Kent State 50th: Joe Walsh Looks Back

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Joe Walsh (Photo: Myram Santos; used with permission)

In the late summer of 1965, Joe Walsh arrived at Kent State University and almost immediately started integrating himself into the local music scene with his first band, the Measles. By the spring of 1968, Walsh joined and then fronted the James Gang, a hard rock power trio playing two to three nights a week at a downtown Kent club called JB’s. In addition to being extremely popular on the local Kent and Northeast Ohio music scene, the James Gang began playing shows nationally opening for the likes of Fleetwood Mac, The Who and Led Zeppelin.

Walsh was on the Kent State campus on May 4, 1970, and the events of that tragic day when four students were shot and killed by the Ohio National Guard, with many others wounded, left a lasting impact on him.

On May 4, 2020, Walsh issued a statement, “Today marks 50 years since the shooting at Kent State University. Those of us who were there remember that day graphically, when our classmates, our friends, got shot down. We were naive young people who had left our parents nest and were just starting our lives by going to college and furthering our education. And we were peacefully demonstrating but because of a total dysfunctional authority trying to handle a situation they didn’t understand, it mutated into elevated emotions and anger, chaos and fear escalated into violence.

“It was a long time ago but the reason it is so important and should be remembered is because history repeats itself – and we are as divided as a country now as we were then – and people demonstrating have no chance against people with guns. The solution then, as it is now, is to be able to peacefully assemble and understand each other and accept our differences, without fear, without hatred, without violence.”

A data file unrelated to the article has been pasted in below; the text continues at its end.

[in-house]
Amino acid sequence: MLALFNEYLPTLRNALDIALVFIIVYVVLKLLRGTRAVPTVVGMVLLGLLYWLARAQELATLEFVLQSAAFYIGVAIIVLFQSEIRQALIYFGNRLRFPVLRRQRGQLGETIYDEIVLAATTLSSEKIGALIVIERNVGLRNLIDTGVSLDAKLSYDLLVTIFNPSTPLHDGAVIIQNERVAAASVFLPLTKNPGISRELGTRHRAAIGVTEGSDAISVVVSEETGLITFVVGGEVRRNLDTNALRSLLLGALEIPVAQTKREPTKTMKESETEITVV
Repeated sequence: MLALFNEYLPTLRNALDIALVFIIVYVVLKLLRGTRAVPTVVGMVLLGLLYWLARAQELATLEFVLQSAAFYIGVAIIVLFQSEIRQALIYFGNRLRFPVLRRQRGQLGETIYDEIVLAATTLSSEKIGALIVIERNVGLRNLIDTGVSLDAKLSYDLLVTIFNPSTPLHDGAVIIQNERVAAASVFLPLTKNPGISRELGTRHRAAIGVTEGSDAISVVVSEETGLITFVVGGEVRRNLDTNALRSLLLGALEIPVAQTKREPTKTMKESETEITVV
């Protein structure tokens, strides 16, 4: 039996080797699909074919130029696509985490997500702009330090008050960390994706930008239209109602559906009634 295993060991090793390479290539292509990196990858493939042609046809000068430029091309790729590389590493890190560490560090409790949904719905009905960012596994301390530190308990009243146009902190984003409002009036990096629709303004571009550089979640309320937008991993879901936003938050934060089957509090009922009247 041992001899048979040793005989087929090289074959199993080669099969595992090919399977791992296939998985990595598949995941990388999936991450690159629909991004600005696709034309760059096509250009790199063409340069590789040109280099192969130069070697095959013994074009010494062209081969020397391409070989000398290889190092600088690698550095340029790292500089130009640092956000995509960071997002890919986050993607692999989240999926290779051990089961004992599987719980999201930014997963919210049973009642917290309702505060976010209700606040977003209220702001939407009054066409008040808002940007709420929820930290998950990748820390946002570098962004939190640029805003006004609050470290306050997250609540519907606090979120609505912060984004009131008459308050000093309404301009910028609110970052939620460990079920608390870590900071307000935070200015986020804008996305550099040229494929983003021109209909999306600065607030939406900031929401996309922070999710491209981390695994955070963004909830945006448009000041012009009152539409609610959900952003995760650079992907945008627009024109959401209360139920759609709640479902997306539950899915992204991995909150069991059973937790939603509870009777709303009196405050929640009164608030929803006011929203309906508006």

1972’s Barnstorm album

Following his time in Kent, Ohio, Walsh left the James Gang and formed Barnstorm with Joe Vitale and Kenny Passarelli.

Walsh went on to a successful solo music career and eventually became a member of the Eagles just in time to record their iconic album, Hotel California.

Walsh has written or co-written such classic rock songs as “Rocky Mountain Way,” “Funk #49,” “Life in the Fast Lane,” “Life’s Been Good” and “In the City.” A multi-Grammy Award recipient, a member of the Rock and Roll Hall of Fame and a Kennedy Center Honors recipient, Walsh tours both as a solo artist and as a member of the Eagles and continues to support Kent State and Northeast Ohio.

The 50th anniversary of the shootings was to be commemorated with a benefit concert featuring Walsh, reuniting with his Barnstorm bandmates and David Crosby (with his touring band). It was canceled due to the Covid-19 pandemic. KSU has created a time capsule for the anniversary here.

The university has created the May 4 Legacy Scholarships, which will provide four endowed scholarships to be given to students majoring in Kent State’s renowned Peace and Conflict Studies program. Each scholarship will bear the name of one of the students killed – Allison Krause, Jeffrey Miller, Sandra Scheuer and William Schroeder – to serve as a lasting testament to their lives and presence at Kent State.

The endowment of the four scholarships had long been a goal for many of the family members of those killed and wounded during the anti-war protest on May 4, 1970.

In the days following the Kent State shooting, Crosby, Stills, Nash & Young recorded Neil Young’s composition, “Ohio,” based on the tragedy. Its Top 15 success on the pop charts that summer helped to raised international awareness of the events at Kent State.

Related: Our story on the recording of “Ohio”

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